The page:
Scales characterising a high density thin layer of Dinophysis acuta Ehrenberg and its transport within a coastal jet

Type Article
Date 2012-03
Language English
Author(s) Farrell Hazel1, Gentien Patrick2, Fernand Liam3, Lunven Michel2, Reguera Beatriz4, Gonzalez-Gil Sonsoles4, Raine Robin1
Affiliation(s) 1 : Natl Univ Ireland, Ryan Inst Environm Marine & Energy Res, Galway, Ireland.
2 : IFREMER, Ctr Brest, F-29280 Plouzane, France.
3 : CEFAS, Ctr Environm Fisheries & Aquaculture Sci, Lowestoft NR33 0HT, Suffolk, England.
4 : Ctr Oceanograf Vigo, IEO, Vigo 36390, Spain.
Source Harmful Algae (1568-9883) (Elsevier Science Bv), 2012-03 , Vol. 15 , P. 36-46
DOI 10.1016/j.hal.2011.11.003
WOS© Times Cited 33
Keyword(s) Coastal jets, Dinophysis, Ireland, Transport
Abstract An investigation into the distribution of Dinophysis spp. in coastal waters off the south coast of Ireland was carried out in July 2007. Dinophysis acuta was present as a sub surface layer containing up to 55,000 cells L-1. The population had a high percentage of viable cells (mean: 89%; median: 94%; n = 24)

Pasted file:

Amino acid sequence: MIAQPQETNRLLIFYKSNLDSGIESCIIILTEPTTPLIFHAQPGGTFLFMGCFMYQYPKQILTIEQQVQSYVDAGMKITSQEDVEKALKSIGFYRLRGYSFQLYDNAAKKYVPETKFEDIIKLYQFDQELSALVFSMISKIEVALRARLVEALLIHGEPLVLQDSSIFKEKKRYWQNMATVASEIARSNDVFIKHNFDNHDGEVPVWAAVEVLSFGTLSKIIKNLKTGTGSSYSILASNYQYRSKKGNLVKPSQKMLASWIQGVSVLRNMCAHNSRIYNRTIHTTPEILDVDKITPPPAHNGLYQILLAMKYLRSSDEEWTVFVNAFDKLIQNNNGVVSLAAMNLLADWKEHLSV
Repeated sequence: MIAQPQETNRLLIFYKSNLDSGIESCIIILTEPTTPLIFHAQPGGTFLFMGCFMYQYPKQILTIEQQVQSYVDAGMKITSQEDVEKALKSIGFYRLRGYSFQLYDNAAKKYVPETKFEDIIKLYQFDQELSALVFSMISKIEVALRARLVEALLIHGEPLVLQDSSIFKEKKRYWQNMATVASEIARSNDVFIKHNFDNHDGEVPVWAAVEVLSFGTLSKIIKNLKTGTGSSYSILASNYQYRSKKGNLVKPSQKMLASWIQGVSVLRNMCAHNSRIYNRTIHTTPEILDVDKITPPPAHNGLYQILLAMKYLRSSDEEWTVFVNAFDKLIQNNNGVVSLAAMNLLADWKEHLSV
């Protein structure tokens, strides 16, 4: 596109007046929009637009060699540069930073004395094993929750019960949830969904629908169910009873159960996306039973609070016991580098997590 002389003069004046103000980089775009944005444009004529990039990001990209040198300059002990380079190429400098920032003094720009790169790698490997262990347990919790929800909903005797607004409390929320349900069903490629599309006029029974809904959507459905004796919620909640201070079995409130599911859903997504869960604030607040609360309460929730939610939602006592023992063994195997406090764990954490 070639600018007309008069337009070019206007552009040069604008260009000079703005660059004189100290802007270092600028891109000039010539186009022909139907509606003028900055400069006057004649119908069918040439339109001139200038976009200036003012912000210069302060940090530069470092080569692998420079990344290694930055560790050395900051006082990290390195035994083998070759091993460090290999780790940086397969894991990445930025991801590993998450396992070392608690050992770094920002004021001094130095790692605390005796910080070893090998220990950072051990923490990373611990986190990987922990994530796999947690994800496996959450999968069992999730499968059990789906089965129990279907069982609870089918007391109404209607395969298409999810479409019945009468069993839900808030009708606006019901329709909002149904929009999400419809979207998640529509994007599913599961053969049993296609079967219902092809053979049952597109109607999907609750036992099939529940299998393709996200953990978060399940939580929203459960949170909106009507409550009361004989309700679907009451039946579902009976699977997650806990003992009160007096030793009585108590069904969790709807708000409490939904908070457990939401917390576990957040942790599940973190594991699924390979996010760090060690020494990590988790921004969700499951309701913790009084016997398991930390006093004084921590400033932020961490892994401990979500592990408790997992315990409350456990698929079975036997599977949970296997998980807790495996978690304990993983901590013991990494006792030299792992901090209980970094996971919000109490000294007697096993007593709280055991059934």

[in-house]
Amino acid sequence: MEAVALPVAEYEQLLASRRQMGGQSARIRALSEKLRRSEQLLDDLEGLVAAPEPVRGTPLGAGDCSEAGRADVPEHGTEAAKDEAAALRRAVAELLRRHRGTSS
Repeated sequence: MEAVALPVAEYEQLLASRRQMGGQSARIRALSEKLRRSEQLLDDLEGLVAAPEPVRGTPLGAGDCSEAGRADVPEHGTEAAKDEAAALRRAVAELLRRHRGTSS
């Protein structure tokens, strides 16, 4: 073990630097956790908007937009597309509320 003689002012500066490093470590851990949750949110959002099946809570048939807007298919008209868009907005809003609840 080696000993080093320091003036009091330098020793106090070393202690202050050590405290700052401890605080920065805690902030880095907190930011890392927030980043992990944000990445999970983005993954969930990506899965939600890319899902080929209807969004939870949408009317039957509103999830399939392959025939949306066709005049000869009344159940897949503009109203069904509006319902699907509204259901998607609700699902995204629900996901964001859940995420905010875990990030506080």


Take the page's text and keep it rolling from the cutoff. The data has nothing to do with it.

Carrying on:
with a high specific division rate (~0.55 d-1). The layer, of approximately 5 m thickness, did not coincide with the fluorescence maximum and was present as a patch of horizontal dimension less than 10 km x 7 km. Both conventional and towed undulating CTD used in conjunction with high vertical resolution sampling methods showed the patch of Dinophysis to move with a similar speed and direction as the coastal flow, which ran parallel to the coast in the form of a coastal jet with speed of the order of 6.5–7 km day-1. The implications of the alongshore transport of populations of harmful species in coastal jets for monitoring programmes and predictive models are discussed.
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